Shor also reviews Paolo Freire's literacy project in Brazil as described in Freire's Pedagogy of the Oppressed, which enforces the idea that all people are creators of culture through visuals, oral discussion, and creation of word lists that are the basis for which the people begin to use language to express how the dominant culture operates, how their home culture operates, and how these systemic actions impact themselves and the world (Freire 87-124). In this way, both Freire and Shor believe problem-posing education can be situated in multicultural practices as well as critical literacy practices. Shor insists "subject matter is best introduced as problems related to student experience, in language familiar to them" (63).
Overall, previous scholars' discussion of multiculturalism in the classroom seems to privilege "cross-cultural interactions" and valuing students' home languages as well as their cultural ideologies. However, in Donald Lazere's Political Literacy in Composition and Rhetoric, Lazere criticizes Hairston, Daniell, Schutz, Gere, and other scholars for their approaches because of their singular focus on localism in lieu of more "global" and critical approaches to the study of culture in the composition classroom (152-153). In addition, Lazere was critical of scholars' tendency to diminish the power of Edited American English (EAE) and misrepresent the power of the students' regional code (116). While Lazere supports Shor's approach to multicultural critical pedagogy, he admits some level of discomfort with applying it in his own classroom especially with respect to how much responsibility and stock Shor places in students (39).
Lazere's critique of previous scholarship related to multiculturalism pedagogies, in Political Literacy in Composition and Rhetoric and elsewhere, has prompted current composition theorists, both in second-language writing and in the field of composition in general, to consider how multicultural pedagogies can embrace globalism as much as localism.
For example, Lisa Eck's "Thinking Globally, Teaching Locally" describes how Eck teaches world literature courses in which students read cultural narratives and problematize them—in the article, she references her use of Tsitsi Dangarembga's Nervous Conditions in her composition classroom. Through her teaching, she is attempting to answer the question of how multicultural pedagogical practices could still be based in research, critical literacy, and problem-posing education. In her approach, she engages students in the kind of literary criticism that is necessary for analyzing and evaluating critical discourse: "I work to make hybrid postcolonial identities familiar, even analogous at times, to what we understand as the process of identity formation for the average postmodern college student….I [also] use the Otherness of the cultures reproduced in foreign texts to estrange the American familiar" (579). The kinds of inquiry students are using to analyze the text are to show how the text is both "not about you" and "about you," and how these processes of identity formation are the kinds of processes necessary to critically evaluate public discourse.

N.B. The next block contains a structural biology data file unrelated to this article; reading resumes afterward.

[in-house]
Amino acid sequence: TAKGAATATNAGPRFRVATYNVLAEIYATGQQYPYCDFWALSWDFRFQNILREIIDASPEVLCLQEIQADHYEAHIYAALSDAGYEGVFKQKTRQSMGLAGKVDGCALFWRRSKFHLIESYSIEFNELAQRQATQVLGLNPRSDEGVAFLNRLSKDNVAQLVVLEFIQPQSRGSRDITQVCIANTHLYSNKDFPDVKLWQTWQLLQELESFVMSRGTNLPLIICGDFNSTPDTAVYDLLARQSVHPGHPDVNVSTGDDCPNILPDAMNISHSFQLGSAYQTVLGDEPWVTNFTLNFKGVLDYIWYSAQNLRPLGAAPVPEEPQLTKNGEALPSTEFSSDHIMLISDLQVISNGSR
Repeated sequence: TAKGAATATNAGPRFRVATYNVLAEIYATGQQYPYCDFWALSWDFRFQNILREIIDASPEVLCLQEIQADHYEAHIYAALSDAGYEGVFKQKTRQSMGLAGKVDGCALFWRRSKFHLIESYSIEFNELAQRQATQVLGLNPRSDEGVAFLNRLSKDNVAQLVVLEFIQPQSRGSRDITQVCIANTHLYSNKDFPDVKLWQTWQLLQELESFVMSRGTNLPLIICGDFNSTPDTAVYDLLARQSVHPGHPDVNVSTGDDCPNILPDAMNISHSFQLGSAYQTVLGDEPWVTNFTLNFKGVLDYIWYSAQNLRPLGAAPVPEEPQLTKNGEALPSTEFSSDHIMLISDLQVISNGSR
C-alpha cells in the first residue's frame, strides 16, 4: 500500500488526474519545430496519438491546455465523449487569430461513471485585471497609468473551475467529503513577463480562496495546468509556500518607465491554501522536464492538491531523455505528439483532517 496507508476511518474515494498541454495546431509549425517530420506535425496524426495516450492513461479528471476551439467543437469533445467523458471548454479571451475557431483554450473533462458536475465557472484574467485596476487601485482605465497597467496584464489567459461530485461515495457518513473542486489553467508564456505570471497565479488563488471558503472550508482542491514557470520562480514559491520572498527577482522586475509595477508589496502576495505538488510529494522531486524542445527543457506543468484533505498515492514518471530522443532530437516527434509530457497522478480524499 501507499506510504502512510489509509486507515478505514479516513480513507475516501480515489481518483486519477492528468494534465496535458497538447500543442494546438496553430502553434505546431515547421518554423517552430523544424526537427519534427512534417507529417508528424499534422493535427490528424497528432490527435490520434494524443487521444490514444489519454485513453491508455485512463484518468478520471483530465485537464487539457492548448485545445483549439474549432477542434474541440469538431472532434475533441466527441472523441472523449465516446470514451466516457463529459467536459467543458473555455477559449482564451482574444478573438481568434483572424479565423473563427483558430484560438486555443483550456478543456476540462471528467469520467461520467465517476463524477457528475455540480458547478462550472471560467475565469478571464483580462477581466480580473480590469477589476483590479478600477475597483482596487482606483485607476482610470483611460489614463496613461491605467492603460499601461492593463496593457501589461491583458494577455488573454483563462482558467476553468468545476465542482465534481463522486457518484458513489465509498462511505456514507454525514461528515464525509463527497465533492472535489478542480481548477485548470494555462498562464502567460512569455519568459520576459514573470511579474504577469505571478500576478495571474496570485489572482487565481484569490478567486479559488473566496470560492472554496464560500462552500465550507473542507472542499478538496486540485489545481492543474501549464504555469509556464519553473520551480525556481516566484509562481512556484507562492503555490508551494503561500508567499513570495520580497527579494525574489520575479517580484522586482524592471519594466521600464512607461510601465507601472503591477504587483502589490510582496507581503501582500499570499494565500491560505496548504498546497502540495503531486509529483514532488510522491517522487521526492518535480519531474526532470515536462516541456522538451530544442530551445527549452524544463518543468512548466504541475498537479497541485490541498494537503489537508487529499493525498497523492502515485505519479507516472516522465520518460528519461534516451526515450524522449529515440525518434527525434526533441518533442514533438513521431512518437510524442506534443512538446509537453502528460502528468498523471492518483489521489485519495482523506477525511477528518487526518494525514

Furthermore, Jennifer S. Wilson's approach to critical pedagogy in second-language writing as she describes it in her article, "Engaging Second Language Writers in Freshman Composition: A Critical Approach," utilizes a perspective that provides opportunities for the types of writing necessary for students to critically analyze and evaluate ideologies entrenched in the dominant discourse, even as they are learning English as their second language. In other words, the four major elements of the course that Wilson describes, especially with respect to the ideas she offers for critical writing assignments, create alternative pathways for students to produce writing that has the potential to disrupt cultural and political ideologies represented in various avenues and niches of the dominant public discourse. For example, in addition to incorporating "local topics," Wilson provides options for students to "investigate language use in certain communities, societies, or cultures" as well as "investigating" the relationships between language and power (8-9). Even more important, she insists that "[c]ritical pedagogy is concerned with minimizing the power differential between student and teacher; in composition classrooms one way for students to maximize their voices is to publish their work in authentic ways" (9).
Because academic discourse is not monolithic (in other words, there are curricula that address that the concept of academic discourse can be applied to specific parts of a writing curriculum), many compositionists have created a writing across the curriculum (WAC) movement that situates writing-intensive instruction in specific academic "discourse communities.
Many university writing programs include writing in the disciplines (WID) courses, which focus on the genres and writing procedures that occur within specific fields of research.
Many colleges and universities have a writing center, which offers supplementary tutorial support for writing specifically in English classes and/or across the curriculum. Many universities not in North America only offer writing instruction via writing centers. The European Association for the Teaching of Academic Writing (EATAW), for example, specifically concerns itself with the study and advancement of writing centers in Europe.
Since "multimodality has resonated with Composition Studies, many writing centers have developed associated centers to support students' multimodal, multimedia composing. Some models for this work include the "digital studio and the multiliteracy center.